Spoiler alert: This piece contains spoilers about the movie Catfish and also Catfish: The TV Show. Read at your own risk!
In the early days of the internet, when AOL start-up CDs arrived in the mail with regularity, we were all too aware of the dangers of online strangers. Even in those old AOL chat room when someone asked, “A/S/L?,” one could never truly trust the results. But as time marched on and people loosened up, we all began routinely engaging with strangers. By now I think it’s safe to say that it’s not even a little bit weird to meet people online and then have them in your reality. We all love the internet, and we use to not just to read the news and watch YouTube, but to find true love. For some, that means braving the muddy waters of OkCupid or eHarmony, for others it means joining an online gaming community or message board or whatever. It seems like we’re all alone, behind our computers, reaching out for attention.
In 2010, Nev Schulman was the subject of the documentary, Catfish. The film followed Nev as he uncovered the sad, ugly truth behind his online love, Megan, who turns out to be Angela, a middle-aged wife and mother in rural Michigan living a tough life. It’s gut-wrenching to watch as Nev confronts Angela to get answers on why she lied, gut-wrenching and absolutely fascinating. After the docudrama was released, Nev allegedly began receiving emails from other kids in his predicament, all asking him to help them discover the truth about their online romances. MTV saw dollar signs and Catfish: The TV Show was born.
I caught a commercial for Catfish: The TV Show sometime before Thanksgiving in 2012 and was immediately obsessed. Captivated by the motivation of the “catfishes,” I consumed every episode of the first season with zeal. Each episode revealed another incredible (or ridiculous) circumstance where someone had fallen in love online but were really being scammed by a liar. The most unique example of this is the guy in the south who thought the woman he was talking to was trans– he revealed to his friend that he was cool with it and planned to continue a relationship with her and when she turned out to be a woman he was stunned and forced to face his sexuality head on. It was a real nail biter. It was also really, well, uncomfortable. It’s hard to imagine there are so many unique cases of intense, romantic relationships where the people have never met or seen each other in real life. It’s harder still to watch someone’s heart break on television when they realize they’ve been had. The reasons people gave for catfishing varied. Unfortunately, many of them had to do with physical appearance, specifically weight issues, or people just wanting to mess with someone. Sometimes people catfished their own friend, just because they were too shy or scared to be honest about their feelings. All the while, host Nev Schulman and his filmmaker friend Max Joseph are standing by, dishing out Dr. Drew-style advice with hipster-chic intonation.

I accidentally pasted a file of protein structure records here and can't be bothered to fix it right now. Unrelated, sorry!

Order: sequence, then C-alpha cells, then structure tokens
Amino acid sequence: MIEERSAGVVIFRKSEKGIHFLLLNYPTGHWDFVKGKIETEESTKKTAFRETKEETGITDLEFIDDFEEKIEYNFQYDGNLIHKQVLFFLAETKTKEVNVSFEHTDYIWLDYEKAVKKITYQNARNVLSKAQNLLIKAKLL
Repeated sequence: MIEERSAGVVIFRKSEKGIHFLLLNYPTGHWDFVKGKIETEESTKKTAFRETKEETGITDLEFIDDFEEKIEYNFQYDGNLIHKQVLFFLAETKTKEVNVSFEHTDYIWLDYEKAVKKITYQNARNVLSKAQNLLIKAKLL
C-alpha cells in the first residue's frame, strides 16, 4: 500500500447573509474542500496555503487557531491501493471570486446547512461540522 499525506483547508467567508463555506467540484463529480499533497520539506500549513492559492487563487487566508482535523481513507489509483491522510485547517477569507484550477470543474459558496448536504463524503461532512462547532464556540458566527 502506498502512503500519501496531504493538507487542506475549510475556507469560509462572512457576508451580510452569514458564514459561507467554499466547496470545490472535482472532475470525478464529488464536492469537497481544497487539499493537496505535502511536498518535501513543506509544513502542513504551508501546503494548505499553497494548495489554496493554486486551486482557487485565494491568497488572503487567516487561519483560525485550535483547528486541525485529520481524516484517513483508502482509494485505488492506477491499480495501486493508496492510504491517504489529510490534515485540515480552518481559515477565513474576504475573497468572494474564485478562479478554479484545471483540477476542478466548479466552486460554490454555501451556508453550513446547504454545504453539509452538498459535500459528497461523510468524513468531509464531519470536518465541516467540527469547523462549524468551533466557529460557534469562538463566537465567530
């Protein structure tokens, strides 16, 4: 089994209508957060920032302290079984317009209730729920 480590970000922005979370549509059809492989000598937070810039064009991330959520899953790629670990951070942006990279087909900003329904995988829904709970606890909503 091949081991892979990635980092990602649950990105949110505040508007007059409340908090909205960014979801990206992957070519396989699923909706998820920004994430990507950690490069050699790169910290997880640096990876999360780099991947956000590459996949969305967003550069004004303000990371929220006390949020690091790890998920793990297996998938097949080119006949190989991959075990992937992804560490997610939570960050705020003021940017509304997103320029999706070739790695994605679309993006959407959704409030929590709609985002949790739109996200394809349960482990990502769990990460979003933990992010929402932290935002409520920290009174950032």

It freaked me out. It was like watching a weird dating show but it was also like couples therapy. I could not look away. When the Manti Te’o faux girlfriend scandal hit the news, I felt vindicated. “See?!” I told my friends. “This does really happen!” I was flabbergasted, though that may be because I’m lazy. I mean, two cell phones (and two cell phone bills), multiple Facebook profiles and personas, infinite status updates, juggling text messages, and those long, long nightly phone calls? That seems exhausting. Anywho, the show challenged audiences with some serious questions, both moral and practical. Is it smart to trust those you meet online? Is it okay to lie to someone you met online? And are there any exceptions in either case?